If there’s one thing Ed and I have learned this spring, it’s this–gardening/farming is HARD WORK! It’s also NEVER ENDING WORK! It’s no wonder that the current age of the average American farmer is sixty-two! A person would have to be crazy to want to farm for a living! Why would anyone want to toil in the sun and gnats from sun up till sun down, when they could be inside the bug-free environment of a building, only working from 9 to 5?! My hat is off to the American farmer! I will never take food for granted again.
Here are just a few of the latest “gardening tales” from our neck of the woods…
While we’ve been blessed with regular showers of rain over the past couple of weeks, the extra moisture in the ground has made the weeds go CRAZY! Over the past few years, while our farm land was being leased, the farmer who leased it began spreading chicken house manure over the field, as a form of fertilizer. In addition to the horrid smell, the chicken house manure contained something (from the chicken’s feed) which caused huge, indestructible weeds to spring up all over the field! These aren’t just any old weed–they grow the size of a large bush very quickly–and no amount of weed killer phases these weeds–nothing! The only cure for these weeds is to pull them up by hand–and even that doesn’t always work! Instead of just drying up and dying, sometimes the weeds take on a “second life” and continue to grow on top of the dirt! Thanks, Farmer Danny, for infecting our land with indestructible weeds.
Next we have the problem of insects! Boy do we have a problem with insects!!! First came the thrips, who carried the virus which wiped out one-half of our tomato plants. Then came these little nameless bugs that killed all of my squash bushes, and one half of the cucumbers within two days! I didn’t think any type of insect even liked squash bushes…WRONG! Last but not least came the grasshoppers–and boy did they come! They came in swarms…like a plague! We sprayed, we dusted, and Ed and I even resorted to trying to catch them with my new hot pink bug net (for the chickens)…but we continue to have grasshoppers!!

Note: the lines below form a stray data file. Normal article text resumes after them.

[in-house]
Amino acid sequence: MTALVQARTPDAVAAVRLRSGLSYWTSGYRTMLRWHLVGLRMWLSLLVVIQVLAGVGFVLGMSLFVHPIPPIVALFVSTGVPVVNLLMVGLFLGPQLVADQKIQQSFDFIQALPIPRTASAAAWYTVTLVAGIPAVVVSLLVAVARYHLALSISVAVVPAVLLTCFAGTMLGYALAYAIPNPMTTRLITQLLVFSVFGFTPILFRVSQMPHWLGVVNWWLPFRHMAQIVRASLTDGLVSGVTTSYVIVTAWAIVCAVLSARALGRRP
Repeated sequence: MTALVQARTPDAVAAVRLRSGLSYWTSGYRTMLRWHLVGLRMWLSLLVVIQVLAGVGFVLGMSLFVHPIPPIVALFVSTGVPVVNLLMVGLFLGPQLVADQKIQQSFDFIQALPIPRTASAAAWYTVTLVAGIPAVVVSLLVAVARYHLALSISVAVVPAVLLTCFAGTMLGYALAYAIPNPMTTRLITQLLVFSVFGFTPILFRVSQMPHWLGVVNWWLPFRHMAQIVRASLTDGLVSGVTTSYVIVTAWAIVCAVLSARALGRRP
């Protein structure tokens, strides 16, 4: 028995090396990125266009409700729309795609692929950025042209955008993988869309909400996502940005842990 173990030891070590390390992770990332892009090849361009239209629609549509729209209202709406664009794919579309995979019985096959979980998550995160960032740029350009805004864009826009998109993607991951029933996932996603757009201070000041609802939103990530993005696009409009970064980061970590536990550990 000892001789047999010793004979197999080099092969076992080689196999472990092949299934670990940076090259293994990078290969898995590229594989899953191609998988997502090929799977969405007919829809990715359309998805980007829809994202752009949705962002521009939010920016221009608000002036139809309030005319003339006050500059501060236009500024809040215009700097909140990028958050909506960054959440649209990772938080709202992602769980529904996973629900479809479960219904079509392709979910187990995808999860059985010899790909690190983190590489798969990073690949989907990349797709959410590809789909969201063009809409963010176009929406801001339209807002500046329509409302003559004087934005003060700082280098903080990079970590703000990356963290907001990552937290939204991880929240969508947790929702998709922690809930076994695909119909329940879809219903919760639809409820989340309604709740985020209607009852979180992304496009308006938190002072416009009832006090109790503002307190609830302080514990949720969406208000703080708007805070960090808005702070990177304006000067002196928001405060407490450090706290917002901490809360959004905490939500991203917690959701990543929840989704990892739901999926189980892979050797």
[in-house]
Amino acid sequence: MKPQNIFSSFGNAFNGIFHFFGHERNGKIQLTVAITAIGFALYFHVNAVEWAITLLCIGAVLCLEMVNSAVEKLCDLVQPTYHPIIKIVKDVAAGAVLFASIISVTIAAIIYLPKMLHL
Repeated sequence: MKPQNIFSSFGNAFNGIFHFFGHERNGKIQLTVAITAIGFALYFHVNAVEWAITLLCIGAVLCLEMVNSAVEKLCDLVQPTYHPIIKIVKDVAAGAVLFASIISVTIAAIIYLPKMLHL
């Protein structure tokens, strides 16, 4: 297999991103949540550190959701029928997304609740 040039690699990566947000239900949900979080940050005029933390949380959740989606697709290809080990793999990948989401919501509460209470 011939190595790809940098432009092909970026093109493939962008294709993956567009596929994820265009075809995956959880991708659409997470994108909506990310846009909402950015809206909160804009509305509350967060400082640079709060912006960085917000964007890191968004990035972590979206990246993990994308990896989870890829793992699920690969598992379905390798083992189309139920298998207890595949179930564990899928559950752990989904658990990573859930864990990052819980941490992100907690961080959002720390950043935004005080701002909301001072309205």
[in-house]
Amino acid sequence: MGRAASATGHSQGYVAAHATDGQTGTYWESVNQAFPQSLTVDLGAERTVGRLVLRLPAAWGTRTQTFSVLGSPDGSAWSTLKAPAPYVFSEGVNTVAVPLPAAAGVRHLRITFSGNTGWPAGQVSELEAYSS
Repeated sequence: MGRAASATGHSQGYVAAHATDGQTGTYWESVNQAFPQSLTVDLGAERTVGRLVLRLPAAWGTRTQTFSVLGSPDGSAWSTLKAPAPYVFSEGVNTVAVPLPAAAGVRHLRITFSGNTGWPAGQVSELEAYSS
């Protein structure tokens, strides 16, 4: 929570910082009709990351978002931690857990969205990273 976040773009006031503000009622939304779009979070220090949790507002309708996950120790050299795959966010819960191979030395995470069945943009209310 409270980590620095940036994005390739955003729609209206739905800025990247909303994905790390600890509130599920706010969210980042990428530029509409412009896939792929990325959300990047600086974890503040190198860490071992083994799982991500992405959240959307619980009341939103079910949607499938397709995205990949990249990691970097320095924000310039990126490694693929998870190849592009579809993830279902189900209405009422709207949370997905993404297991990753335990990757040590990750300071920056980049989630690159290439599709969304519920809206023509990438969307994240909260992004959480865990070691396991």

Got deer? Yes, we have deer, too! So far, my scary doll and “Spooky Dude” have been holding the deer at bay–along with the dog hair, dog poop, and other equally disgusting things I’ve been dumping in the garden…but I have a feeling that it’s only a matter of time…Those pea vines are looking very appetizing now that they are getting peas on top of them!
On Wednesday I strolled through the garden admiring our lovely watermelons, thinking these will be ready for July 4th. By Wednesday afternoon , some of those same healthy watermelon vines were shriveled up and dead as a hammer! Now what is up with that?! That’s just what happened when the bugs attacked the squash bushes! Could those pesky bugs have moved over and attacked the watermelons, too???
Then on Thursday morning, I ambled out to the garden, and waded through those disgusting chicken house weeds to find a cabbage for the chickens. I picked out one riddled with holes from the grasshoppers. Just as I bent down to pull the head of cabbage out of the ground…I saw a head sticking out from among the cabbage’s leaves–and that head had two beady eyes…
At first I thought “Frog”, but then my mind said “Snake“, so I made a hasty retreat! However, I did go back and take a photograph using a telephoto lens! I don’t know what that thing was, but I didn’t want to get close enough to find out!
As the day wore on, I began thinking that maybe gardening just isn’t for us. It’s a lot easier–not to mention cheaper–to just go to the store and buy whatever we need. Within a week we’ve spent well over twenty dollars for “cures” for our ailing tomato plants! That’s not counting fifty dollars worth of insecticide–or forty dollars worth of fertilizer, or seventy dollars worth of seed…or…well, you get the idea!
Yesterday afternoon, after pulling weeds for an hour, spreading land plaster(a powdery substance to help the beans fill out) for half an hour, and dusting for insects for another half an hour, Ed said to me, “I’m not sure about this gardening thing anymore…” I guess great minds think alike–or perhaps tired bodies do, too! Thank goodness, tomorrow is a new day!